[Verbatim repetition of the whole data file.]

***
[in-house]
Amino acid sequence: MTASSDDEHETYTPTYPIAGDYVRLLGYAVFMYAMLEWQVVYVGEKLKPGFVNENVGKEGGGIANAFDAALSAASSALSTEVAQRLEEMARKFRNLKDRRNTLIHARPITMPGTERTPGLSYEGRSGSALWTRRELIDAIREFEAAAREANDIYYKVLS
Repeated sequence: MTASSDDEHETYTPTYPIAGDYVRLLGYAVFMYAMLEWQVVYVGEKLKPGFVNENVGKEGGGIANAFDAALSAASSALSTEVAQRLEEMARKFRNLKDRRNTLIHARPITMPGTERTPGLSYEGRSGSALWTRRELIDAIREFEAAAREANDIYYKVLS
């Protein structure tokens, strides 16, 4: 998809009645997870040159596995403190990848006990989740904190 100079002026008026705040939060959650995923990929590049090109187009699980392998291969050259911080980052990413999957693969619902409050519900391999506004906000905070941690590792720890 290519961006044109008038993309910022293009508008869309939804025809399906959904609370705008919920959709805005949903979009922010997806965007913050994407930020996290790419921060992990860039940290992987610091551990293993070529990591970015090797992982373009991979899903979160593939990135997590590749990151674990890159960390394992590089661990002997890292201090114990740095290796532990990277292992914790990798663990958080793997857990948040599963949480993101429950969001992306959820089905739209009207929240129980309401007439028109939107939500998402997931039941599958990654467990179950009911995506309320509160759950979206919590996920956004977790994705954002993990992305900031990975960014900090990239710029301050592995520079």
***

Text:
[in-house]
Amino acid sequence: MTASSDDEHETYTPTYPIAGDYVRLLGYAVFMYAMLEWQVVYVGEKLKPGFVNENVGKEGGGIANAFDAALSAASSALSTEVAQRLEEMARKFRNLKDRRNTLIHARPITMPGTERTPGLSYEGRSGSALWTRRELIDAIREFEAAAREANDIYYKVLS
Repeated sequence: MTASSDDEHETYTPTYPIAGDYVRLLGYAVFMYAMLEWQVVYVGEKLKPGFVNENVGKEGGGIANAFDAALSAASSALSTEVAQRLEEMARKFRNLKDRRNTLIHARPITMPGTERTPGLSYEGRSGSALWTRRELIDAIREFEAAAREANDIYYKVLS
């Protein structure tokens, strides 16, 4: 998809009645997870040159596995403190990848006990989740904190 100079002026008026705040939060959650995923990929590049090109187009699980392998291969050259911080980052990413999957693969619902409050519900391999506004906000905070941690590792720890 290519961006044109008038993309910022293009508008869309939804025809399906959904609370705008919920959709805005949903979009922010997806965007913050994407930020996290790419921060992990860039940290992987610091551990293993070529990591970015090797992982373009991979899903979160593939990135997590590749990151674990890159960390394992590089661990002997890292201090114990740095290796532990990277292992914790990798663990958080793997857990948040599963949480993101429950969001992306959820089905739209009207929240129980309401007439028109939107939500998402997931039941599958990654467990179950009911995506309320509160759950979206919590996920956004977790994705954002993990992305900031990975960014900090990239710029301050592995520079």